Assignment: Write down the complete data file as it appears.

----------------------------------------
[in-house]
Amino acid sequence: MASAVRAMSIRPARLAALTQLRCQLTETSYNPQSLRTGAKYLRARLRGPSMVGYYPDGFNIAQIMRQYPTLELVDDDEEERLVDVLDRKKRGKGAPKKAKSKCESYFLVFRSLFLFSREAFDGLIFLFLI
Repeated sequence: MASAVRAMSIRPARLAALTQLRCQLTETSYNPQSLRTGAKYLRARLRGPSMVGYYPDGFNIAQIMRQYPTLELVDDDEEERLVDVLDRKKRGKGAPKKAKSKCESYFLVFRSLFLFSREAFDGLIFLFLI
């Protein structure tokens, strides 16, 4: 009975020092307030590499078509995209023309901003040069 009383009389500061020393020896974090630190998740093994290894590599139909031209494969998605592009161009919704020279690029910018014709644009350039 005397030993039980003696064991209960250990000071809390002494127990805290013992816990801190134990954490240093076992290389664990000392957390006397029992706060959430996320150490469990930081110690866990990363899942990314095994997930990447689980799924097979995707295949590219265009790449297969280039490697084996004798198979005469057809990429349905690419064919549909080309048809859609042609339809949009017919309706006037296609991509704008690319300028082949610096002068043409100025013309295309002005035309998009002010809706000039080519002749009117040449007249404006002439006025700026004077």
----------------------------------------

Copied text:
[in-house]
Amino acid sequence: MASAVRAMSIRPARLAALTQLRCQLTETSYNPQSLRTGAKYLRARLRGPSMVGYYPDGFNIAQIMRQYPTLELVDDDEEERLVDVLDRKKRGKGAPKKAKSKCESYFLVFRSLFLFSREAFDGLIFLFLI
Repeated sequence: MASAVRAMSIRPARLAALTQLRCQLTETSYNPQSLRTGAKYLRARLRGPSMVGYYPDGFNIAQIMRQYPTLELVDDDEEERLVDVLDRKKRGKGAPKKAKSKCESYFLVFRSLFLFSREAFDGLIFLFLI
């Protein structure tokens, strides 16, 4: 009975020092307030590499078509995209023309901003040069 009383009389500061020393020896974090630190998740093994290894590599139909031209494969998605592009161009919704020279690029910018014709644009350039 005397030993039980003696064991209960250990000071809390002494127990805290013992816990801190134990954490240093076992290389664990000392957390006397029992706060959430996320150490469990930081110690866990990363899942990314095994997930990447689980799924097979995707295949590219265009790449297969280039490697084996004798198979005469057809990429349905690419064919549909080309048809859609042609339809949009017919309706006037296609991509704008690319300028082949610096002068043409100025013309295309002005035309998009002010809706000039080519002749009117040449007249404006002439006025700026004077």